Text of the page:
Archive for June, 2014

Help For Itchy Eyes

Q:      When my allergies kick up my eyes itch like crazy.  I’ve tried Visine® eye drops but they don’t really help. Is there anything else I can try?

-Itchy Eyes in the Summertime

Some years ago I bought my “dream” car: jet-black 1985 Jeep CJ7 hardtop with low miles from its original owner and the last year Jeep made the CJ7. It was a real classic, and to celebrate, my husband Charlie and I took it cruising on a Saturday afternoon in mid-August through the gently rolling hills of central Ohio. With the top off, the smell of moist earth greeted us as we crested each hill, cornfields reaching to our collarbones alternating with lush fields of bushy soybeans. Driving my dream car for the first time made that summer evening magical. The morning after, though, was not so nice. I woke up with my nose completely stuffed up and eyes that itched like fire.

Fumbling with the toaster, I tried to put a slice of bread into the slot on the top with my eyes streaming like I’d just chopped a couple of onions. I grumbled, “My allergies haven’t been this bad in years, not since I lived next to a big patch of ragweed one summer back in Washington State. This is just crazy…we drove past fields of corn and soybeans last night, not ragweed.”

“Uh…Louise? We did drive past ragweed last night, TONS of it. What did you think was growing in the ditches?”
I squeezed my eyes shut as I wiped tears from my cheeks. “Aaaagh!”

How do you soothe the discomfort of itchy, watery eyes from allergies gone wild? The mildest treatment for itchy eyes is using a lubricating eye drop like Systane®, GenTeal® or Refresh® to sooth burning and relieve the “sand in your eyes” feeling. Although helpful in flushing pesky pollen out of your eyes they can’t shut down an allergic reaction like an antihistamine.

Decongestant eye drops shrink the blood vessels in your eyes, making them look less irritated or “bloodshot”. Like lubricant eye drops, decongestant eye drops can’t block an allergic reaction but they can reduce eyelid swelling. Overusing decongestant eye drops can cause dry eyes and aggravate certain types of glaucoma, threatening your vision. Naphazoline is the only decongestant currently available in eye drops without a prescription and is sold either by itself as Naphcon® or combined with an antihistamine as Visine-A® or Naphcon-A®. Naphazoline should not be used for more than 3 days at a time and should not be used if you have glaucoma.

Eye drops containing antihistamine will relieve itchy, watery eyes triggered by allergic reactions. Visine-A® and Naphcon-A® (the “A” stands for antihistamine) both contain the antihistamine pheniramine maleate. They also contain the decongestant naphazoline limits their use to 3 days at a time.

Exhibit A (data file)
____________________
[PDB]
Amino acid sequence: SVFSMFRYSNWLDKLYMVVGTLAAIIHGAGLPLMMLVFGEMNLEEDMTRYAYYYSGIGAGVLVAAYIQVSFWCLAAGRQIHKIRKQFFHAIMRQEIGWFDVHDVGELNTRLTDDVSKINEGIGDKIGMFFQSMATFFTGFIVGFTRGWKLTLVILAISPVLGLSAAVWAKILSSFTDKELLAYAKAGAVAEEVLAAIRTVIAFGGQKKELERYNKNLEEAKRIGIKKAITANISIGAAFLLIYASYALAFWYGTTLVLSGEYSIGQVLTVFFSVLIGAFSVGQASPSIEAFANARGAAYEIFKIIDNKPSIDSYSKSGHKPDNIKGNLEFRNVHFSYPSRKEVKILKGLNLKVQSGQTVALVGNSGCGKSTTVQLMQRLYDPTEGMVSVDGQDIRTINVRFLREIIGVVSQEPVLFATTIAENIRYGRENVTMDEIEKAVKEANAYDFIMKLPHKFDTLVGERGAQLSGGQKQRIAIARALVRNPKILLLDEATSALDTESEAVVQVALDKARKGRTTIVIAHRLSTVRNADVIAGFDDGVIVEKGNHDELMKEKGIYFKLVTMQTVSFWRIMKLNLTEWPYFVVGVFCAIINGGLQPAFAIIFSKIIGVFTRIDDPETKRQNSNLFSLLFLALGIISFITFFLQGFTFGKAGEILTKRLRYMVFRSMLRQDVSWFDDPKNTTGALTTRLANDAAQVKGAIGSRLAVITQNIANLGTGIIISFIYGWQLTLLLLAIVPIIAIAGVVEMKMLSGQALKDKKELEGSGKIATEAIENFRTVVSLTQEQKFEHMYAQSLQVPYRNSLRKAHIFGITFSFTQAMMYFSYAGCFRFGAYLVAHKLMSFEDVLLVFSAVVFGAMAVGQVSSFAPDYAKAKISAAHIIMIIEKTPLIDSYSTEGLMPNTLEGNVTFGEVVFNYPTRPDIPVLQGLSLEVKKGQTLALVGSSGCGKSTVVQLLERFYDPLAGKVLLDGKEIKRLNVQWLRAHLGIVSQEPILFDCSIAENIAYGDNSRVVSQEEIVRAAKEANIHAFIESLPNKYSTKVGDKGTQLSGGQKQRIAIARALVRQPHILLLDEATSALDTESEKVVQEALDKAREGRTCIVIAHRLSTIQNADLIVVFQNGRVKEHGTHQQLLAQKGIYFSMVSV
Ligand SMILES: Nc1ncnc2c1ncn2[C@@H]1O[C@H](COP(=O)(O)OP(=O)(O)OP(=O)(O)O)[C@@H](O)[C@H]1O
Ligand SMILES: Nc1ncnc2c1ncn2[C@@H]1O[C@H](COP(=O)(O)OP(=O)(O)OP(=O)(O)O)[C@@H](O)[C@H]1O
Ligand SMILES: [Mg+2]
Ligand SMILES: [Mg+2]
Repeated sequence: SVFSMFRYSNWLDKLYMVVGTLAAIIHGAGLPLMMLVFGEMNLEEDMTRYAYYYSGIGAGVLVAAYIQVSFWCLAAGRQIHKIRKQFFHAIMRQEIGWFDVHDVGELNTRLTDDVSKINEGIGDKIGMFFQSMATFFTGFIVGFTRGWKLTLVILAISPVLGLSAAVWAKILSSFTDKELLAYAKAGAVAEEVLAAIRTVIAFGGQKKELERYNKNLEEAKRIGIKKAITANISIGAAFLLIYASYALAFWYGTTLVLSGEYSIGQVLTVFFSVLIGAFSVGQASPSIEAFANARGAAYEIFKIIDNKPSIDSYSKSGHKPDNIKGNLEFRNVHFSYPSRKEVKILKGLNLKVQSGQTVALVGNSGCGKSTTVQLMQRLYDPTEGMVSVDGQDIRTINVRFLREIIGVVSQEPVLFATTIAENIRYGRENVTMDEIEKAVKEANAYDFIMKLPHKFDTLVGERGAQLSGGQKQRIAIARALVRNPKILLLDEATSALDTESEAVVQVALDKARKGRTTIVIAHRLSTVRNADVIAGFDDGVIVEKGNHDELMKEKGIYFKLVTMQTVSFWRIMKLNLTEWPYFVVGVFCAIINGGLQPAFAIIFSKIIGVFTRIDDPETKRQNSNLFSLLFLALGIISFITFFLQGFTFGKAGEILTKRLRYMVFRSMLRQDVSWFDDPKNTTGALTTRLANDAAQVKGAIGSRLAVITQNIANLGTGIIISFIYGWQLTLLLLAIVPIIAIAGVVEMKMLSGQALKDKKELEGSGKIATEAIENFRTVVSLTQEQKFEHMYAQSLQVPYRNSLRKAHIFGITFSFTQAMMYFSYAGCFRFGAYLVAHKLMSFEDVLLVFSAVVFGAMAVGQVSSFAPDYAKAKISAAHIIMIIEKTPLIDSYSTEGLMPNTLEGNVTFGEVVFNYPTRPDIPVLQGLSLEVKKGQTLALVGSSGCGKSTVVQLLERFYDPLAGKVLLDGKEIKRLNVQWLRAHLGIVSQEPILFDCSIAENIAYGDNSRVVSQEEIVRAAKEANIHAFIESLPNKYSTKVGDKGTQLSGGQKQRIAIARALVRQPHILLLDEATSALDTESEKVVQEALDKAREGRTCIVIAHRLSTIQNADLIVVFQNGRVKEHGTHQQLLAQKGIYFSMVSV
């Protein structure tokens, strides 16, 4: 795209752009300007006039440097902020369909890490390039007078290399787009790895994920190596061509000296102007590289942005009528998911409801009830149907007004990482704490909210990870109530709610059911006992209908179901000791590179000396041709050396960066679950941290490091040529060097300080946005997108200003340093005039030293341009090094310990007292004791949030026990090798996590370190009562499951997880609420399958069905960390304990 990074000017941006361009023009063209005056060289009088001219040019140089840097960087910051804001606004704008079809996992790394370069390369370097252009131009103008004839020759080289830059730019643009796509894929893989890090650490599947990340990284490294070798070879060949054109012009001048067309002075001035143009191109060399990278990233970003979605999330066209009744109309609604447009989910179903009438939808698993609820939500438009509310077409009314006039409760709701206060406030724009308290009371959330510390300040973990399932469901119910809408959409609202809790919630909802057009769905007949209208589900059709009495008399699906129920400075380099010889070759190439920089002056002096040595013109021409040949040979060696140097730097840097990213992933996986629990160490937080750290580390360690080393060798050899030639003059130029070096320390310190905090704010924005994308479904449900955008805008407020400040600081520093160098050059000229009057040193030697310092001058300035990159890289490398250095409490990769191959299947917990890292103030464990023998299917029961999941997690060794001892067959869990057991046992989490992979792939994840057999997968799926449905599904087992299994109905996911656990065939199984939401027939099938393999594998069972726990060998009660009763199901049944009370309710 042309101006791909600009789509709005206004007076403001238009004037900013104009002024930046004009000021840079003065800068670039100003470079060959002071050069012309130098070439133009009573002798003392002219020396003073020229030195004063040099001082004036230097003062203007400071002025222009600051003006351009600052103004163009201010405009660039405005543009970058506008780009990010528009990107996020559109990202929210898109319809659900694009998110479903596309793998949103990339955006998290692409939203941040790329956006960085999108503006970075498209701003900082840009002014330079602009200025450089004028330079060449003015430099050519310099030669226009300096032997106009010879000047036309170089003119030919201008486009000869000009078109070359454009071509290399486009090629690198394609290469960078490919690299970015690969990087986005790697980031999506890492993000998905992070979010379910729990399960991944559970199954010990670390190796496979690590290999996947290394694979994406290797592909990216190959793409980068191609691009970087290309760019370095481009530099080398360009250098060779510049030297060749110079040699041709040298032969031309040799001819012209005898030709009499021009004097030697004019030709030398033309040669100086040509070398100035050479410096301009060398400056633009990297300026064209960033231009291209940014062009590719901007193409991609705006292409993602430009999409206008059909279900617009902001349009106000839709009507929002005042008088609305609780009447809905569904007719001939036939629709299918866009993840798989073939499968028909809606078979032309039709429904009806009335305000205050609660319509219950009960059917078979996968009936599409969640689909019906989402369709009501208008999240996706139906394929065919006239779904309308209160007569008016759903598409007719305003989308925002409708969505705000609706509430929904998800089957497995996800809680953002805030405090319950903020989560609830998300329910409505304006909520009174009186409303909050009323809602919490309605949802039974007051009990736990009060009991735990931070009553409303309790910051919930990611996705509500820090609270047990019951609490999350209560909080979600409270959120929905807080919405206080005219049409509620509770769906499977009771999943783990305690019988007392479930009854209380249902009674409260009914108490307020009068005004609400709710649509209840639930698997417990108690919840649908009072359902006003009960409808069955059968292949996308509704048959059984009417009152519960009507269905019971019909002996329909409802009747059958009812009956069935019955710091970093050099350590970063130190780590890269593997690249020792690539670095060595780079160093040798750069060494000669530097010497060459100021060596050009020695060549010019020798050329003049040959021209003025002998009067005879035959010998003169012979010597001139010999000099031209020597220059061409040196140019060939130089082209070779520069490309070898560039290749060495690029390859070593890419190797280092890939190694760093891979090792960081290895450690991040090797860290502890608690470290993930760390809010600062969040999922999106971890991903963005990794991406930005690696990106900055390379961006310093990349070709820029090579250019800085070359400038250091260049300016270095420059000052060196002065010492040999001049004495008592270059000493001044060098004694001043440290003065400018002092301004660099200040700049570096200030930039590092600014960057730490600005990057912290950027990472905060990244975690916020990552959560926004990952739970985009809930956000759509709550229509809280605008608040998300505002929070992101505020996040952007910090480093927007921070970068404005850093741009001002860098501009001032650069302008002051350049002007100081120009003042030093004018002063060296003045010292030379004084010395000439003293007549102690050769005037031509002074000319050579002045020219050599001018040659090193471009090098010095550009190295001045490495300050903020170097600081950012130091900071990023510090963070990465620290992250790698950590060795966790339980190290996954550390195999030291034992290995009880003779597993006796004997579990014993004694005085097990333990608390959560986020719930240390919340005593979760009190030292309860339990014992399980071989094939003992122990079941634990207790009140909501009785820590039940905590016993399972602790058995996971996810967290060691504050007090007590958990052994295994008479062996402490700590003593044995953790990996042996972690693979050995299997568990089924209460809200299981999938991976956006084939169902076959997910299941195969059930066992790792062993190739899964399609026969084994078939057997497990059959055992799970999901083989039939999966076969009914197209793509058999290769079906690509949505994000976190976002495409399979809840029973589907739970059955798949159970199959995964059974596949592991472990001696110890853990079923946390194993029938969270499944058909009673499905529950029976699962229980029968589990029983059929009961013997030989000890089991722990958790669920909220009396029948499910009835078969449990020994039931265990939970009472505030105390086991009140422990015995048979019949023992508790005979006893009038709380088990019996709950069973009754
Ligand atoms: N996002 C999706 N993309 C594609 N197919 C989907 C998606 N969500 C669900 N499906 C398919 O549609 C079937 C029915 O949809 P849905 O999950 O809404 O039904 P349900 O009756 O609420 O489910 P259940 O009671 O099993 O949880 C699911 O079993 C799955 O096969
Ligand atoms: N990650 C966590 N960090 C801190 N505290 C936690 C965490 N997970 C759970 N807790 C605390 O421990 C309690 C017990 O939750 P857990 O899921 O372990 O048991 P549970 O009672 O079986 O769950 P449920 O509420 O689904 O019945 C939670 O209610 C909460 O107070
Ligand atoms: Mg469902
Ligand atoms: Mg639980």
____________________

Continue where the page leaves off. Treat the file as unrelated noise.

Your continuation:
My favorite allergy eye drops contain ketotifen, which acts both as an antihistamine and a type of allergy medicine called a mast cell stabilizer. Mast cell stabilizers work by calming your body’s reaction to something you are allergic to, called an allergen. Your body reacts to an allergen by releasing histamine into your bloodstream, causing, and redness, swelling and itching.

Histamine is stored in special cells called mast cells. When a mast cell comes in contact with something you are allergic to, a chain reaction occurs. The mast cell opens up and the histamine stored inside rushes out, triggering an allergic reaction. Antihistamines work by blocking the swelling and itching caused by histamine but mast cell stabilizers are even more powerful because they can prevent the allergic reaction by keeping your mast cells intact and their histamine safely stored inside.

Originally marketed as the prescription drug Zatidor®, ketotifen is now available without a prescription as the brand name Alaway® and as generic ketotifen eye drops. I recommend ketotifen eye drops instead of lubricating ones or decongestants because it’s very effective yet inexpensive and safe to use in children 3 years old and older.
Two other mast cell stabilizers are available in eye drop form, but only by prescription: cromolyn (Opticrom®) and Patanol®.

When using any kind of eye drops, avoid contaminating the liquid inside the bottle by washing your hands first and being careful not to touch the tip of the dropper to your eye or to any other surfaces. You’ll only need one drop in each eye; any more than that will just run out and be wasted.

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